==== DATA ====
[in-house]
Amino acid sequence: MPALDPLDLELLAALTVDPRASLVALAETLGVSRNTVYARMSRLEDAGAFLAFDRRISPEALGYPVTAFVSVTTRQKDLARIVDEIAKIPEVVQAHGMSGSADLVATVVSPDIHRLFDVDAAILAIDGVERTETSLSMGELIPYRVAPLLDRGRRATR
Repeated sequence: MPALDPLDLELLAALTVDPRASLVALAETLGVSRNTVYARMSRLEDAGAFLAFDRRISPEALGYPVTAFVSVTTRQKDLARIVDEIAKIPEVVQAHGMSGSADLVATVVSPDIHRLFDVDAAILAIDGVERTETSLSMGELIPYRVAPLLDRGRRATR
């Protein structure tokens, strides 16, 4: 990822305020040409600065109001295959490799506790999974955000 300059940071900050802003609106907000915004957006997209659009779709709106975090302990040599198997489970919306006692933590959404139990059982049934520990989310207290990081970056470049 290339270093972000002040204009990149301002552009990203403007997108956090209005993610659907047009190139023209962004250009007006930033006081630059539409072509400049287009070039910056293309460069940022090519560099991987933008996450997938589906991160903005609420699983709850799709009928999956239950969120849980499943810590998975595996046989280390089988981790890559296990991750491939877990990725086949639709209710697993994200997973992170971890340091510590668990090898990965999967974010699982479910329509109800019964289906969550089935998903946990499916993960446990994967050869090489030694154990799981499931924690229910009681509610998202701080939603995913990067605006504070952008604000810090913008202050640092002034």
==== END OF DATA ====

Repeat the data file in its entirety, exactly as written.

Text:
[in-house]
Amino acid sequence: MPALDPLDLELLAALTVDPRASLVALAETLGVSRNTVYARMSRLEDAGAFLAFDRRISPEALGYPVTAFVSVTTRQKDLARIVDEIAKIPEVVQAHGMSGSADLVATVVSPDIHRLFDVDAAILAIDGVERTETSLSMGELIPYRVAPLLDRGRRATR
Repeated sequence: MPALDPLDLELLAALTVDPRASLVALAETLGVSRNTVYARMSRLEDAGAFLAFDRRISPEALGYPVTAFVSVTTRQKDLARIVDEIAKIPEVVQAHGMSGSADLVATVVSPDIHRLFDVDAAILAIDGVERTETSLSMGELIPYRVAPLLDRGRRATR
């Protein structure tokens, strides 16, 4: 990822305020040409600065109001295959490799506790999974955000 300059940071900050802003609106907000915004957006997209659009779709709106975090302990040599198997489970919306006692933590959404139990059982049934520990989310207290990081970056470049 290339270093972000002040204009990149301002552009990203403007997108956090209005993610659907047009190139023209962004250009007006930033006081630059539409072509400049287009070039910056293309460069940022090519560099991987933008996450997938589906991160903005609420699983709850799709009928999956239950969120849980499943810590998975595996046989280390089988981790890559296990991750491939877990990725086949639709209710697993994200997973992170971890340091510590668990090898990965999967974010699982479910329509109800019964289906969550089935998903946990499916993960446990994967050869090489030694154990799981499931924690229910009681509610998202701080939603995913990067605006504070952008604000810090913008202050640092002034």